Heath also wrote New York governor George Clinton from West Point on 1 Nov.: “The present state of our provisions borders on want, and our prospects of future Supplies are Serious and alarming, Our principal dependance especially for Flour must be on Your State, I most earnestly request that your agent may be enabled to afford Such Supplies in Season as will be adequate to the necessities of the Troops at least, I wish it may be Possible to replenish the Magazines” (MHi: Heath Papers). Clinton replied to Heath from Poughkeepsie, N.Y., on 3 Nov. that Hay “is using every possible exertion to collect the Quota of Supplies to be furnished by this State; and, to prevent a failure, he is possessed of my impress Warrant authorizing him to seize indiscriminately, in every District to the amount, of whatever they may be dificient in delivering, of the Proportions allotted to them. The Desolations lately committed by the Enemy in Tryon and Albany Counties must necessarily have retarded this Business in that Quarter and the amazing Quantities of Grain destroyed will not only disenable us from adding to the Supplies but will I fear reduce us to great Difficulties even in raising the present quota. I mention this lest too great Dependance should be placed on this State” (MHi: Heath Papers; see also William Malcom to GW, 12 Oct., n.4, and Clinton to GW, 18 Oct.).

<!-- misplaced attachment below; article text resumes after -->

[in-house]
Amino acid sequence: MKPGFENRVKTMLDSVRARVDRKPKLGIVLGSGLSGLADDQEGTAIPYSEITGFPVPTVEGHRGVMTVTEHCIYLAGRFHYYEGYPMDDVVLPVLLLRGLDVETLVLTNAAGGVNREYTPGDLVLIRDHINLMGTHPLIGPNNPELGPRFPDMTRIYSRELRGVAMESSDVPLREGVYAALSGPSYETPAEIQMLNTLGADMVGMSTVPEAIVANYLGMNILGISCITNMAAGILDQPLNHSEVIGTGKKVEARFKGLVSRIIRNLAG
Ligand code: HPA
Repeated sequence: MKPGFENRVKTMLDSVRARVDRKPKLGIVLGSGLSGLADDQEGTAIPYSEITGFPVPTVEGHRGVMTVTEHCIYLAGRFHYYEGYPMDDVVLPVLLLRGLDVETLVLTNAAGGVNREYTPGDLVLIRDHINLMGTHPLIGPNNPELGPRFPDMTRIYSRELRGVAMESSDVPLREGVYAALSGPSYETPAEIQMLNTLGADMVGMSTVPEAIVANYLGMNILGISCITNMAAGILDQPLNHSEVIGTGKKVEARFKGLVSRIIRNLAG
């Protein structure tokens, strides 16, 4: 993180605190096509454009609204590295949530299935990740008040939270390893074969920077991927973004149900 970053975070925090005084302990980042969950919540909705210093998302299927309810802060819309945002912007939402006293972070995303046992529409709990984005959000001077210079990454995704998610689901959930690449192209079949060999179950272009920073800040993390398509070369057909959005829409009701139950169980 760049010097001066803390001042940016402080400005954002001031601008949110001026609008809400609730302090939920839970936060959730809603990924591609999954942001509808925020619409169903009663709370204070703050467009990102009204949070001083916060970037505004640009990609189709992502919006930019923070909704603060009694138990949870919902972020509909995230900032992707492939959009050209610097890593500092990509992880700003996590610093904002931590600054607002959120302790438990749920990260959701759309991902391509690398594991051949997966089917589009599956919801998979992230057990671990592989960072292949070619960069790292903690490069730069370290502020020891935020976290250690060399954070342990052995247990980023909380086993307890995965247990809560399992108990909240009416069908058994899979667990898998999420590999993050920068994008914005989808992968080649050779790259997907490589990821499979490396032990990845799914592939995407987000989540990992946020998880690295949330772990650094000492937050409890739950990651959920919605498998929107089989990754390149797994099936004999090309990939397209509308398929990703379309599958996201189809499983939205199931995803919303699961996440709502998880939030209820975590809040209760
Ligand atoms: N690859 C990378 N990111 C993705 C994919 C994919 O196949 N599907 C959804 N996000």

3Nathaniel Stevens, deputy commissary general of issues at Fishkill, N.Y., reported on 26 Oct. that Charles Stewart, commissary general of issues, had directed fifty barrels of flour to West Point (see Stevens to Nathanael Greene, 9 Oct., n.2, in Greene Papers description begins Richard K. Showman et al., eds. The Papers of General Nathanael Greene. 13 vols. Chapel Hill, N.C., 1976–2005. description ends , 6:362). Stewart explained when he wrote Stevens from GW’s headquarters at Preakness on 5 Nov.: “I returned last night from Philade. and coming here am infor[m]ed that Gene. Heath has wrote Head Quarters, on your wants of flour, there are only twenty Barrels in the Magazine, have about Eighty Barrels more, will be in to night, and as the Army is in General supplied for this day and to morrow; I have ordered those two parcells, makeing on the whole about one Hundred Barrels on to Kings Ferry without loss of time Youl will therefore untill it arrives Supply out of your reserves for it will by no means do, to Starve the Troops: General Heath will be wrote to by His Excellency to order, or approve, of this measure for the present.